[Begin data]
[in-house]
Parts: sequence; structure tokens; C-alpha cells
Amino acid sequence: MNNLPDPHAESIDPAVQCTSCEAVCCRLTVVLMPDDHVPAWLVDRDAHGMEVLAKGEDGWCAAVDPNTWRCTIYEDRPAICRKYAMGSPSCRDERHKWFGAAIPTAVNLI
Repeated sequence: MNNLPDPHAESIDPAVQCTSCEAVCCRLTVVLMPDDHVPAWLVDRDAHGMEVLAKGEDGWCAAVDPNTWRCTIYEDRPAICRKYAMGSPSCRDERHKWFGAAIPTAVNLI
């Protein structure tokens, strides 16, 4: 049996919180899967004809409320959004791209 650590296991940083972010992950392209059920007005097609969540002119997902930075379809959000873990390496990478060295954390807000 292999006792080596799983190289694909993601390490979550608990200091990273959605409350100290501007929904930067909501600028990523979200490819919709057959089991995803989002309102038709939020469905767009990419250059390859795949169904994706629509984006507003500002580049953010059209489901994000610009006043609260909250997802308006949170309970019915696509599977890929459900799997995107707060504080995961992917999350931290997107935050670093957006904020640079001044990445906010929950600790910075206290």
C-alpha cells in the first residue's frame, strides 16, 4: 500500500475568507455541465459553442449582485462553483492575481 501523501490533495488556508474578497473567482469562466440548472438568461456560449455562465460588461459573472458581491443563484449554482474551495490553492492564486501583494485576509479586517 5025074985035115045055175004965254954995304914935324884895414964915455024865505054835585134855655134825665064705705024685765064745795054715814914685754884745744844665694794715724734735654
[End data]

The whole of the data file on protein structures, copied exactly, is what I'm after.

[in-house]
Parts: sequence; structure tokens; C-alpha cells
Amino acid sequence: MNNLPDPHAESIDPAVQCTSCEAVCCRLTVVLMPDDHVPAWLVDRDAHGMEVLAKGEDGWCAAVDPNTWRCTIYEDRPAICRKYAMGSPSCRDERHKWFGAAIPTAVNLI
Repeated sequence: MNNLPDPHAESIDPAVQCTSCEAVCCRLTVVLMPDDHVPAWLVDRDAHGMEVLAKGEDGWCAAVDPNTWRCTIYEDRPAICRKYAMGSPSCRDERHKWFGAAIPTAVNLI
């Protein structure tokens, strides 16, 4: 049996919180899967004809409320959004791209 650590296991940083972010992950392209059920007005097609969540002119997902930075379809959000873990390496990478060295954390807000 292999006792080596799983190289694909993601390490979550608990200091990273959605409350100290501007929904930067909501600028990523979200490819919709057959089991995803989002309102038709939020469905767009990419250059390859795949169904994706629509984006507003500002580049953010059209489901994000610009006043609260909250997802308006949170309970019915696509599977890929459900799997995107707060504080995961992917999350931290997107935050670093957006904020640079001044990445906010929950600790910075206290």
C-alpha cells in the first residue's frame, strides 16, 4: 500500500475568507455541465459553442449582485462553483492575481 501523501490533495488556508474578497473567482469562466440548472438568461456560449455562465460588461459573472458581491443563484449554482474551495490553492492564486501583494485576509479586517 5025074985035115045055175004965254954995304914935324884895414964915455024865505054835585134855655134825665064705705024685765064745795054715814914685754884745744844665694794715724734735654